Breaking Barriers to Study Abroad

To make education abroad more inclusive, institutions need to design international experiences that more closely align with underrepresented students’ identities and interests.
Students from ArtCenter College of Design on a faculty-led study abroad program in the Dominican Republic that focuses on identity and diversity. Photo: Courtesy Aaron Bruce
Charlotte West

Darayon Moore, a pre-med major at Kentucky Wesleyan College, knows there are fellow students on campus who want to study abroad but are discouraged by “so many different things, such as money or just the thought of not being able to go,” she says. “I know, because I was one of those students.”

Moore will be going to Tanzania this summer as one of the inaugural recipients of the NAFSA Tamara H. Bryant Memorial Scholarship, which offers funding for African American students to study abroad. With her program’s focus on medicine and social work, Moore hopes the experience will make her a better doctor.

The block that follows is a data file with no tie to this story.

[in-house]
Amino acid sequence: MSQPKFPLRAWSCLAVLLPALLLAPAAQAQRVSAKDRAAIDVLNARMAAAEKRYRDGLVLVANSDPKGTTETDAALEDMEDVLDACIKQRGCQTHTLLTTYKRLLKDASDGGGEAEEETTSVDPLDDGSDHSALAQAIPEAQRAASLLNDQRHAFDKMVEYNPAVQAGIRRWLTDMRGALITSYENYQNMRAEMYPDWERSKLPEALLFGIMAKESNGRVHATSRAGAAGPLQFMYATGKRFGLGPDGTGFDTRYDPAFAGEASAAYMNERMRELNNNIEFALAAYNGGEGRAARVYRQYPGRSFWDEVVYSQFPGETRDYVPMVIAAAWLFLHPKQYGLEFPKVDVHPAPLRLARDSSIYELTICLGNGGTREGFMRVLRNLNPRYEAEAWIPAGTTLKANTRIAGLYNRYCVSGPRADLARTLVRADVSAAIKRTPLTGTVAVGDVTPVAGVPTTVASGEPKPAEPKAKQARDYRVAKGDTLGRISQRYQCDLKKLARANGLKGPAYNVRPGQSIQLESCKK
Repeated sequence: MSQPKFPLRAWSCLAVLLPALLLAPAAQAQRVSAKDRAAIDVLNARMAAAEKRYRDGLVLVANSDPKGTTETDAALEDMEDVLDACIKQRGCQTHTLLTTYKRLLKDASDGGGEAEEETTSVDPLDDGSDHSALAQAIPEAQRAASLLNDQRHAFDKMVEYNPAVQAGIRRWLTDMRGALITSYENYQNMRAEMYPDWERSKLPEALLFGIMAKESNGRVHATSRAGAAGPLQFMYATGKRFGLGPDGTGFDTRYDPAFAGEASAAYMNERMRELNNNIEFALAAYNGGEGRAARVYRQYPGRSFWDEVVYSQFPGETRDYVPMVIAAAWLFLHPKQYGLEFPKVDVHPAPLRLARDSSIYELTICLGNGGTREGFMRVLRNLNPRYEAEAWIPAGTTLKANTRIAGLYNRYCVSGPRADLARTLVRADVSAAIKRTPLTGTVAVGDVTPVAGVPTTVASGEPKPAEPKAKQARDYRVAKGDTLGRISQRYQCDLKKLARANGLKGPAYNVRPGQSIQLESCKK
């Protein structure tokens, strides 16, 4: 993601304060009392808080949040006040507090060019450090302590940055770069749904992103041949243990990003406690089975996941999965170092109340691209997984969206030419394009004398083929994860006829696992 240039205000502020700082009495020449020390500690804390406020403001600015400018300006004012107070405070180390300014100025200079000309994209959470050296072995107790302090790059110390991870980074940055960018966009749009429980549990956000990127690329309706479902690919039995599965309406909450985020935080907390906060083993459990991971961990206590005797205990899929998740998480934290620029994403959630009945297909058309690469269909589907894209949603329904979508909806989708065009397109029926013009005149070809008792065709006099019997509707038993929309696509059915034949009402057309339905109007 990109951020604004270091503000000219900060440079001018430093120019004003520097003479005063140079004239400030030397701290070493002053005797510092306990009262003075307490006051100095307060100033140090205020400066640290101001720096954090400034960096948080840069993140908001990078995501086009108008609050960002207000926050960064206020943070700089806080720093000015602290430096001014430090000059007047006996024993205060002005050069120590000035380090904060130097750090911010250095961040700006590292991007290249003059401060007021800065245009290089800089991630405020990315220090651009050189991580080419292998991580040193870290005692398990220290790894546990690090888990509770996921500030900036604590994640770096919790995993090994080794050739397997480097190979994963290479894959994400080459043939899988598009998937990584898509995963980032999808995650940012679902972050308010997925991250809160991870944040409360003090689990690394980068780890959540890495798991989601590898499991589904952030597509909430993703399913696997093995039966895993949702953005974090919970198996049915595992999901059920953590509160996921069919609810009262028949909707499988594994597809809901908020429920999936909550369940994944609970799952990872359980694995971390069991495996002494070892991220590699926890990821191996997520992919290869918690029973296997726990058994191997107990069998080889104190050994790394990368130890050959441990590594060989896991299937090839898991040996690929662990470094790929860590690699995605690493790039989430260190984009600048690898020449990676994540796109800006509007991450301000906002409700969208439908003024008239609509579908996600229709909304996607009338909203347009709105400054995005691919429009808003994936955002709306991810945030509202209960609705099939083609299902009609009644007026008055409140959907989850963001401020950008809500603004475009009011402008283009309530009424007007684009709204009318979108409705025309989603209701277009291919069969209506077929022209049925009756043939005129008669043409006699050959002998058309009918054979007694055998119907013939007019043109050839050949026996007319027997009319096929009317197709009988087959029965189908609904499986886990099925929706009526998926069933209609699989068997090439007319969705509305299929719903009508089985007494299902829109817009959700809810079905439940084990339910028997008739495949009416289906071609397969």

“As a doctor, you have to be able to relate to your patients, no matter where in the world they come from,” says Moore, who is a first-generation college student.

She will join the approximately 300,000 U.S. students who study abroad each year—about one in 10 undergraduates, according to the Institute of International Education (IIE). Yet, Moore’s story indicates a larger trend. Andrew Gordon, founder and CEO of Diversity Abroad, notes that there are often parallels between students who are underrepresented in education abroad and students who have historically been marginalized in higher education as a whole. These groups include students of color, first-generation students, low-income students, students with disabilities, and LGBTQ+ students. There is often significant overlap between the needs of these historically marginalized groups.

Participation Gaps

Nationwide data on study abroad rates remain scarce for most of these groups, partly because the data aren’t

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